Nursing Informatics

The development of information and communication technologies have affected the data and information management activities in the field of nursing. Opportunities for the application of information and communication technologies become more widespread when faced with the nursing community demands for a quality service so that the nurses should provide direct care time (direct care) to patients is longer and quality. Technology helps nurses reduce documentation time and divert it to direct care.

Integration of nursing activities with the management of data and information has led to the terminology of nursing informatics. Overseas, nursing informatics thrive in all nursing activity, both in the field of services, education and nursing research.

Nursing informatics is the integration of nursing, information and information management with information processing and communication technologies to support health efforts (ICN, 2006).

Nursing informatics is defined by the ANA (American Nursing Ascociation) as the development and evaluation of applications, tools, process that helps nurses manage data in implementing care to the clients or in support of nursing practice (ICN, 2006).

Nursing informatics can not be separated from the use of computer technology to support the practice, administration, education and nursing research. Nursing informatics can be applied to all areas of nursing, including practice, administration, education and research. The following are examples of applications of nursing informatics in the areas of clinical practice of nursing: work list to remind nurses to plan nursing interventions, computerized nursing documentation, electronic medical record and computer-based patient records, monitoring vital signs and financial billing information (billing) (Marin et al., 2000).

Computer-Based Nursing Information Systems
Information management in an organization includes three interrelated areas of information systems, information management and information technology. Information technology is a tool used to process the data and information (Marin et al., 2000). The development of information and communication technologies influence both directly and indirectly to nursing care (Oyri et al., 2006).

Nursing information systems when applied to a small scope can be done manually, but when the data and information from the scope of nursing which is greater the more complex will require a computer to improve the effectiveness and efficiency of information management (Marin et al., 2000).

Nursing activities related to data and information in large numbers, therefore a computer is indispensable in modern nursing service. Nurses use computers to store patient data, add data, create and record re-plan the development of nursing to the records (progress notes) and follows the progress of the patient (Ioanna et al., 2007).

There are several advantages the use of computers in nursing information system according to Ioanna et al. (2007), namely:

1. Improve and facilitate access to information.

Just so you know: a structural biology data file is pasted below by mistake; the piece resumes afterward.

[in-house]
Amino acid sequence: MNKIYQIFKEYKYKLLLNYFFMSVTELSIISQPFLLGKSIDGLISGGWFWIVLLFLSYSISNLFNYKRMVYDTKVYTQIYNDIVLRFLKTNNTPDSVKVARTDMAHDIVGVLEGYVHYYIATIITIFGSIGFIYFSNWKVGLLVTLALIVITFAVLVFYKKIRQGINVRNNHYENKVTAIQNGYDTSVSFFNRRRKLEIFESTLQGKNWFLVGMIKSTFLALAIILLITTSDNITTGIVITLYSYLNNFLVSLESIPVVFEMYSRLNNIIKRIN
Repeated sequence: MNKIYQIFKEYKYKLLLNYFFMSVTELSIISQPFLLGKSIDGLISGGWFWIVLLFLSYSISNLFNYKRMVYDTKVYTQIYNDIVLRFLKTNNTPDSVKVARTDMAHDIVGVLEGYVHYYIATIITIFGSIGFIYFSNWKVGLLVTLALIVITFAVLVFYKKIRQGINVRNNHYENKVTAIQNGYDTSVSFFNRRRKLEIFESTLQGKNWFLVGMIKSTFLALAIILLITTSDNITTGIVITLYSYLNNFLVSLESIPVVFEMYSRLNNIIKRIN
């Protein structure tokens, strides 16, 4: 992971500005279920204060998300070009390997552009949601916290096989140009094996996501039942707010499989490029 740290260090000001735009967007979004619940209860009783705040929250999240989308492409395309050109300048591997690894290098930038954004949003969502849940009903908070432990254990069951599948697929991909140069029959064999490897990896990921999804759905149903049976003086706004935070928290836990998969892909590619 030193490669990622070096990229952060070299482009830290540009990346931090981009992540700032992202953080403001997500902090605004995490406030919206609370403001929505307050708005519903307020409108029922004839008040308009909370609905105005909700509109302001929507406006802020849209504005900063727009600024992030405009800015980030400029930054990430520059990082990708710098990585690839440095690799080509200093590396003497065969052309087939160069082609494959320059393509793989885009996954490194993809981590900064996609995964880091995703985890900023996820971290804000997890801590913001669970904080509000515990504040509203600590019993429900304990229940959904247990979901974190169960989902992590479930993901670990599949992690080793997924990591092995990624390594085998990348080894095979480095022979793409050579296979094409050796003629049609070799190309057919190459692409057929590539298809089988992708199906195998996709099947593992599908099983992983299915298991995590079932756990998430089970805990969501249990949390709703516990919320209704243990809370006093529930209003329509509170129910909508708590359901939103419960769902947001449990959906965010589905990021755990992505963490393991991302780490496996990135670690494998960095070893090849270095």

2. Reduce redundancy of data entry.
3. Decrease the time needed for nursing documentation.
4. Increase the time nursing care directly to clients.
5. Facilitate data collection for research.
6. Improve communication and reduce the risk of error.
7. Work for decision making.

Minimum Standards of Nursing Data
Nursing data are the basis of nursing informatics that is necessary for a computerized nursing information system. Data is a tool for recording nursing nursing process of assessment, diagnosis, planning, implementation and evaluation. Nursing data are complete and accurate information can be used to produce highly useful information (Marin et al., 2000).

Nursing information generated from the data analysis process that has been collected and organized in such a way that shows the processing of nursing information systems data into information terimpan in the database. Such information is needed for decision making and maintain the quality of nursing care (Marin et al., 2000).

Nursing Information System requires a complete and accurate data so that must meet minimum data standards (Nursing Minimum Data Set / NMDS) (IMarin et al., 2000). NMDS is useful for:

1. Allows comparison clinics based on population, setting, geography and time.
2. Describe the nursing care of clients and their families at both institutional and non institutional setting.
3. Demonstrating the trend (trend) of nursing care.
4. Stimulate nursing research based on data already available.
5. Provide nursing care that facilitates data and affect aspects of clinical, administrative and policy decision making.

NMDS (Nursing Minimum Data Set) consists of three categories which contains 16 groups of data elements are:
1. Elements of nursing: problem or nursing diagnosis, intervention, outcome criteria and intensity of nursing care.
2. demographic elements: personal identification, birth date, gender, race and culture (tribe) and shelter.
3. Elements of care: institutional code of service, medical record number, registered nurse number, entry date, exit date, Disposition patient charts and billing estimates the cost of care.

NMDS was first developed by Werley in 1988 and developed into a Nursing Management Minimum Data Set (NMMDS) by Delaney and Huber in 1996. Next NMDS has been applied internationally to the i-NMDS (international NMDS) in some countries such as Belgium, Canada, New Zealand, Korea, Netherlands, Spain, Switzerland, Thailand, Britain and the U.S. (Marin et al., 2000).